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Early Transportation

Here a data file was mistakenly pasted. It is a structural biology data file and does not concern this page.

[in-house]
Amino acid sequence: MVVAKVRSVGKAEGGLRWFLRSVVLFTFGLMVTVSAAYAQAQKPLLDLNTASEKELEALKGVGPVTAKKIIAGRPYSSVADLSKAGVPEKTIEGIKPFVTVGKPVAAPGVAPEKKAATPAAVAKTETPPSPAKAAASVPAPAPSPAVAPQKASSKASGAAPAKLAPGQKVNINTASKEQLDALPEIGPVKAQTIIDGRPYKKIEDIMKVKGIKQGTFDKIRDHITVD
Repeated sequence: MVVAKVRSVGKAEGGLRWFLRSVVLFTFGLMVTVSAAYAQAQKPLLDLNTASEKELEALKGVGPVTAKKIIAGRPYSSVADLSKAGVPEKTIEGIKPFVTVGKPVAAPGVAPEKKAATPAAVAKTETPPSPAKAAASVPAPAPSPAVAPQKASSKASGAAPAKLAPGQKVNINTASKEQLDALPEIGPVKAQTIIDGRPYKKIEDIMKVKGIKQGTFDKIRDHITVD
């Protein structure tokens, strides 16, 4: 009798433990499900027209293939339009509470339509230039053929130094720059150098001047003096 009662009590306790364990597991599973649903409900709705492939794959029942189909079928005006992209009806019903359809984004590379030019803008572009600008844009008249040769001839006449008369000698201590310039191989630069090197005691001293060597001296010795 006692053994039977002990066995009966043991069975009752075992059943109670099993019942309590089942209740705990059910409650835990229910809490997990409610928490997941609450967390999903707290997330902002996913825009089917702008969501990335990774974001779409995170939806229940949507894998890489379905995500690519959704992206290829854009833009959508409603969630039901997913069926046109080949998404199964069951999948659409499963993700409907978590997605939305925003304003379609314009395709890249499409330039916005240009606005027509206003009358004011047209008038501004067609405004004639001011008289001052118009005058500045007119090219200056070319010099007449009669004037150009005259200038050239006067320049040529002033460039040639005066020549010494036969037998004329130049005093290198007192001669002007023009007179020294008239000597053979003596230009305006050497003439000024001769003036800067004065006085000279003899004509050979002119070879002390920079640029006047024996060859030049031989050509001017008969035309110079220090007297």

The City of Kingsport received its name from a simplification of the name “King’s Port” which was the old name given to the area along the Holston River by early pioneers. The Long Island of the Holston River in Kingsport has a vast and rich history and is a U.S. National Historic Landmark. It was the home of the sacred council of local Cherokee and was a meeting place for treaties and other dealings with other Native American tribes, early pioneers, and settlers. Also, the name of the State of Tennessee comes from the old Yuchi Indian word “Tana-see”, which means “The Meeting Place”. In 1775, Daniel Boone began the Wilderness Road from the Long Island of the Holston when he began his expedition through the now famous Cumberland Gap. In 1822, the Holston River was first chartered by boat. Early pioneers and settlers used the river to transport products and people to Knoxville, where the Holston meets up with the Tennessee River. From there pioneers quickly discovered that the conjoining river systems could lead to the Ohio River and eventually to the Mississippi River and Gulf of New Orleans. The development of the use of the Holston River for transportation and commerce brought many jobs and settlers to the area.